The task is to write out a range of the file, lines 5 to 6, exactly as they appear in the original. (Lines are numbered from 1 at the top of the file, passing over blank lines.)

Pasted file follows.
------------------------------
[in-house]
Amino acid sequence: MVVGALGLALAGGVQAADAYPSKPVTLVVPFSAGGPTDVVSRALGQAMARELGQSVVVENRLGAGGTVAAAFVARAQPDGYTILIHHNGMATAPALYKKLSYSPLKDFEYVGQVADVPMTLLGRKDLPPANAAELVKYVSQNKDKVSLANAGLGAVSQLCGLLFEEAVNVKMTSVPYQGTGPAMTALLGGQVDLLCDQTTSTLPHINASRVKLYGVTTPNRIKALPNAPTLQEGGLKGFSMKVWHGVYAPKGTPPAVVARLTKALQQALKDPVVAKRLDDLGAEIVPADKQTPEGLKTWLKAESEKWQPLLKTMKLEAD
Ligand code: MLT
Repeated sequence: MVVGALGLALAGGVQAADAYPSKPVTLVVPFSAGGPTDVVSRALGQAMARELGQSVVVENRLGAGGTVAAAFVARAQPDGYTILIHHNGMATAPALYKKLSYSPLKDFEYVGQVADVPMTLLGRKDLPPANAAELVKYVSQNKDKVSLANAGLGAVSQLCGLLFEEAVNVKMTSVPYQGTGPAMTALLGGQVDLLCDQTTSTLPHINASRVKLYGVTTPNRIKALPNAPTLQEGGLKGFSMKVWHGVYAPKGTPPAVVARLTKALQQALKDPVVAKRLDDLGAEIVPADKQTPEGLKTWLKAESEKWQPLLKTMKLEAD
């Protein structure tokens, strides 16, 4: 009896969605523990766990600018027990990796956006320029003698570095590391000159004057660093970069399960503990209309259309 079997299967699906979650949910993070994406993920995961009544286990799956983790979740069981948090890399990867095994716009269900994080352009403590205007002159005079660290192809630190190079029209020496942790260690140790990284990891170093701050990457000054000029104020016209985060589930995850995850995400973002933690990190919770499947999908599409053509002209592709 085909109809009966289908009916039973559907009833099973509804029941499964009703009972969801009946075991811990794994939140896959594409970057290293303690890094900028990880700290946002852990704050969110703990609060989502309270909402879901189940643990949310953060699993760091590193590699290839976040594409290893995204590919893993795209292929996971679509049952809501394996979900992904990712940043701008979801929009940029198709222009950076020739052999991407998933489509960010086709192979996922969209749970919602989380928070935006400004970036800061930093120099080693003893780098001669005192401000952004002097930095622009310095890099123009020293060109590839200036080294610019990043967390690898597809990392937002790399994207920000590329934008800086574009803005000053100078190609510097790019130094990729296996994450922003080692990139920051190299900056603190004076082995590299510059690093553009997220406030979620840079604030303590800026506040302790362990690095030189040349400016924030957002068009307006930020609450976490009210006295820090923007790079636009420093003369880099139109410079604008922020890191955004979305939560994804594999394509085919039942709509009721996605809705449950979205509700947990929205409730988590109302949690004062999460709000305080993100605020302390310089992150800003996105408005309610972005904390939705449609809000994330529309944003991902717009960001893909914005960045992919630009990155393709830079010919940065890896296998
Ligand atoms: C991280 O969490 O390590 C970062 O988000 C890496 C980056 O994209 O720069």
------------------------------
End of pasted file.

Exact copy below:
């Protein structure tokens, strides 16, 4: 009896969605523990766990600018027990990796956006320029003698570095590391000159004057660093970069399960503990209309259309 079997299967699906979650949910993070994406993920995961009544286990799956983790979740069981948090890399990867095994716009269900994080352009403590205007002159005079660290192809630190190079029209020496942790260690140790990284990891170093701050990457000054000029104020016209985060589930995850995850995400973002933690990190919770499947999908599409053509002209592709 085909109809009966289908009916039973559907009833099973509804029941499964009703009972969801009946075991811990794994939140896959594409970057290293303690890094900028990880700290946002852990704050969110703990609060989502309270909402879901189940643990949310953060699993760091590193590699290839976040594409290893995204590919893993795209292929996971679509049952809501394996979900992904990712940043701008979801929009940029198709222009950076020739052999991407998933489509960010086709192979996922969209749970919602989380928070935006400004970036800061930093120099080693003893780098001669005192401000952004002097930095622009310095890099123009020293060109590839200036080294610019990043967390690898597809990392937002790399994207920000590329934008800086574009803005000053100078190609510097790019130094990729296996994450922003080692990139920051190299900056603190004076082995590299510059690093553009997220406030979620840079604030303590800026506040302790362990690095030189040349400016924030957002068009307006930020609450976490009210006295820090923007790079636009420093003369880099139109410079604008922020890191955004979305939560994804594999394509085919039942709509009721996605809705449950979205509700947990929205409730988590109302949690004062999460709000305080993100605020302390310089992150800003996105408005309610972005904390939705449609809000994330529309944003991902717009960001893909914005960045992919630009990155393709830079010919940065890896296998
Ligand atoms: C991280 O969490 O390590 C970062 O988000 C890496 C980056 O994209 O720069």